23 Nov 4* Review and Sell out shows for ‘Daughter’
A huge thank you to all those who came and supported us at The Pleasance theatre, and a big well done to the cast and crew of Daughter. With sell out shows and a fantastic 4* review, our first ever INK SPILL couldn’t have gone better.
Read our fantastic 4* review by Liz Dyer at London Theatre 1 …
Daughter, billed somewhat contrarily as “a brand new play about fathers“, has been developed from an award-winning short play at this year’s INK Festival, which showcases short scripts for film, radio and stage from writers with an East Anglian connection. Directed by Julia Sowerbutts, Bill Cashmore’s play is a funny and heart-warming portrayal of a father-daughter relationship, but with a twist in the tale…
Two men meet on a park bench during their lunch break. One’s a new dad of just 11 days to baby Phoebe, finding his feet in a strange world of nappies and sleep deprivation. The other is older and a collector of random facts, who seizes the opportunity to impart a few pearls of wisdom. Over the following weeks, the two begin to become friends, meeting regularly at the same spot to chat about fatherhood and babies – but one of them has a secret that might just change everything.
The play soon falls into a rhythm; between each encounter with Phoebe’s Dad (Joe Sowerbutts), the older man – known simply as Dad (Andrew Murton) – returns home to read his papers, chuckle over the ridiculous local headlines and reflect on a significant “flashbulb moment” with his daughter Kitty (Jennifer Greenwood), when she was 9, 16, a uni graduate, a bride-to-be. Over time their relationship takes a recognisable course – from a father enjoying his little girl’s hero worship to battling in the face of her teenage indifference, and finally arriving at the affectionate mutual respect of adults.
Each version of Kitty is played by Jennifer Greenwood, who captures with humour and warmth her character’s changing personality and situation across the years. Joe Sowerbutts exudes the carelessness of youth as Phoebe’s Dad, always on the move and never stopping to fully appreciate anything; as he bins his half-eaten lunch for the fifth time, it’s pretty clear his new friend’s advice about savouring each moment of his daughter’s childhood is going in one ear and out the other. Finally, Andrew Murton shines in a sympathetic portrayal of Dad, an undeniably odd creature of habit obsessed with reading old newspapers, but whose pride and affection for his daughter win us over completely in spite of his quirks.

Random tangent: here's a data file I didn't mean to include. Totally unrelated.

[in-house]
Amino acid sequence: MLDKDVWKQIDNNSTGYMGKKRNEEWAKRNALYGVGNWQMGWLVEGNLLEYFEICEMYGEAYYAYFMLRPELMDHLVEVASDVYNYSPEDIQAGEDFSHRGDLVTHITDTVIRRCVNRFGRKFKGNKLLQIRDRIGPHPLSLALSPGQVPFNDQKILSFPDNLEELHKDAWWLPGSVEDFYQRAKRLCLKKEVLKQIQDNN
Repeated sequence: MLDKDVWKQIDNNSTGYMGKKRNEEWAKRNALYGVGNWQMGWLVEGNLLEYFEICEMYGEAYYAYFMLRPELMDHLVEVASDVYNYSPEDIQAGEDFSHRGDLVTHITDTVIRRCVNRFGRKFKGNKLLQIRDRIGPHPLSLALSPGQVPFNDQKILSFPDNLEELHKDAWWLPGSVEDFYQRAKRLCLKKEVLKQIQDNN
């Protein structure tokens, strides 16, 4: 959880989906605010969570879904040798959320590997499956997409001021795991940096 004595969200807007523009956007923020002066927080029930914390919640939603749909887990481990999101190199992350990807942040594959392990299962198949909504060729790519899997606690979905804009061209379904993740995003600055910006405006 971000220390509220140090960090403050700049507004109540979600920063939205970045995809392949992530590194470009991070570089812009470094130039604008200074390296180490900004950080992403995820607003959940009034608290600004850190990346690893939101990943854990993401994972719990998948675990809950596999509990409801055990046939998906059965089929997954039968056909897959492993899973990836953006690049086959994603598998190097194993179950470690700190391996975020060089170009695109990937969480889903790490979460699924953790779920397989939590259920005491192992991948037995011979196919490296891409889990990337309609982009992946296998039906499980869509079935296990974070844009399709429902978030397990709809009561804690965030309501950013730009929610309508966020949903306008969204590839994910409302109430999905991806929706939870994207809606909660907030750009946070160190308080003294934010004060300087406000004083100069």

It seems like a relatively straightforward plot, but Bill Cashmore’s writing is anything but simple; the clues we need to make sense of the story are right there in plain sight, if only we knew where to look. In some ways, the ending is easy to see coming – and yet somehow the play still manages to catch us completely off guard in its closing moments.
Condensed into just 55 minutes, Daughter packs quite a punch. This is a play about family and the importance of appreciating every second we have with the people we love – but it also reflects on the nature of memory and those “flashbulb moments” that stay with us forever, for better or worse. A powerful piece of theatre, both enjoyable and haunting, Daughter is well worth a visit.
Review by Liz Dyer, London Theatre 1